Dear Friends,

As we head into 1994, it’s unfortunately time to say goodbye to a couple of the stalwarts of the Chicago blues scene. Since the first of the year, we’ve lost both Johnny Littlejohn, one of the great slide guitarists and deep blues vocalists of the first generation of postwar Chicago players and also Buddy Scott, blues and soul guitarist, singer, arranger, and bandleader. Scotty cut four songs for Alligator on the “Living Chicago Blues” series back in ’79 and just had his first full solo album released on Verve Blues. He was a consummate professional, an excellent musician, a sweet, outgoing person and the inspiration to a whole clan of fine musicians named Scott who populate some of the best blues and R&B bands in town. On and off the bandstand, he was a man with a lot of friends and admirers, and deservedly so.

Returning to reminiscing, I guess it’s time to talk about the recording of Lonnie Brooks* “Turn On The Night” album back in 1980, This was Lonnie’s second full album for Alligator and he wanted to explore some of his other influences beyond the more straightahead shuffles and slow blues and the signature bayou “voodoo beat” songs of his previous album, “Bayou Lightning.” Lonnie’s music has always been pretty diverse, with roots in blues, Memphis soul, early rock ‘n’ roll, R&B, swamp pop, zydeco, even country. Of course I was nervous about letting Lonnie stray too far from what I considered to be “straight” blues–what would the purists say? So, for “Turn On The Night” Lonnie chose some blues standards like “T.V. Mama” but also wrote a new song with the vibe of Willie Mitchell’s Hi Records’ Memphis soul called “Don’t Go To Sleep On Me” and brought back the old time rock ‘n’ roll beat of his earliest records with “Teenage Boogie Man.” Reaching back to his Louisiana roots, he covered Chris Kenner’s “Something You Got” and wrote his own tribute to the first music he played professionally, “Zydeco” (Lonnie and Lonesome Sundown were Clifton Chenier’s guitarist team in the late 1950s). But the showpiece of the album was clearly “Eyeball in’,” a funky, sexy shuffle which has since entered Lonnie’s “most requested” song list and become a feature of his live shows.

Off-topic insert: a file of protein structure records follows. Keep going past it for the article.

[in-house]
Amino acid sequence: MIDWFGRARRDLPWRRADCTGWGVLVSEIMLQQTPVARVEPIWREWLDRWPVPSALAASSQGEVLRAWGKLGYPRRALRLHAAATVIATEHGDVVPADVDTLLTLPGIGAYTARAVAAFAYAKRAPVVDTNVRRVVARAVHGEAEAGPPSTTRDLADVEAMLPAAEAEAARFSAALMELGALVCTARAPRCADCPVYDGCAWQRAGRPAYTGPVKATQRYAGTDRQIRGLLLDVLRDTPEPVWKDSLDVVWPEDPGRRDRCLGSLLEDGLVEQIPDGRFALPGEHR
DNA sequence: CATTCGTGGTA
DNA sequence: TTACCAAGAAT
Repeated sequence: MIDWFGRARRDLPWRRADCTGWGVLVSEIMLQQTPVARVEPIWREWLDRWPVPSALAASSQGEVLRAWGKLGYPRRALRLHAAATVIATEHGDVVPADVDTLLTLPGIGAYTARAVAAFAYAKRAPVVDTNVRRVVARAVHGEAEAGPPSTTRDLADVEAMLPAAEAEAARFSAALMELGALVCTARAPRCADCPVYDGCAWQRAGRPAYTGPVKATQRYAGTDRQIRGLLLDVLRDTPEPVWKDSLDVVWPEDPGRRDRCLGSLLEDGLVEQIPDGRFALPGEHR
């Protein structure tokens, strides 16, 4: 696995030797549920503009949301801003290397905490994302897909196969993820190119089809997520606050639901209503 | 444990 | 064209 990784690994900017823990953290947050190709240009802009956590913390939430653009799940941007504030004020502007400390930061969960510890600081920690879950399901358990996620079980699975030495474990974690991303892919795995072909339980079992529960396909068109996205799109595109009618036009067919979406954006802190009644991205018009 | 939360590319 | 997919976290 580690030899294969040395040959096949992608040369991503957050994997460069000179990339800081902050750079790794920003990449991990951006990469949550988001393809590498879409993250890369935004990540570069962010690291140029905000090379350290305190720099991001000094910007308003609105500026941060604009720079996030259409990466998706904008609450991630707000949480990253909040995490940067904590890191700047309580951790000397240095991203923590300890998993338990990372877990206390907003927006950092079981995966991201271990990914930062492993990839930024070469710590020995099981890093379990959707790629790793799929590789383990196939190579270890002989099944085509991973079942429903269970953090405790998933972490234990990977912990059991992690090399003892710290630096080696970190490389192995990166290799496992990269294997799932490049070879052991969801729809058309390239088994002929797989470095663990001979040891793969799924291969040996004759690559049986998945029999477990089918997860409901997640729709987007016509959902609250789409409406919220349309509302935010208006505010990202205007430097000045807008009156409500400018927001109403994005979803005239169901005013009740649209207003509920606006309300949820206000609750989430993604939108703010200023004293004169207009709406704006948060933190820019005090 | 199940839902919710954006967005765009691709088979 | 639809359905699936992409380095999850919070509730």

We cut fast, furious and sweaty, recording all the songs in two long nights at Curtom Studios, though I admit we added horns on five songs later. By this time, Lonnie and I were used to each other in ‘the studio, and because we were cutting with his road warrior band {Bob Levis, Ken Saydak, Harlan Terson, Billy Jackson), the communication was terrific and recording never became a chore. The best Alligator records feel like the best nights on the bandstand (I hope) and this one sure did. Even though we worked VERY late into the night, the energy never let down. I always loved the sound Lonnie got out of that raggedy old Gibson SG, and “Turn On The Night” includes some of his hottest soloing.

Of course, when the record came out, some of the purist blues fans thought it was a bit too R&B, but I hope and trust that most of our ears have gotten a little bigger and our definitions less hidebound since then! Lonnie has always been cursed by not being “purely” anything except purely Lonnie Brooks. But that’s always been good enough for me.

More next time,

Bruce Iglauer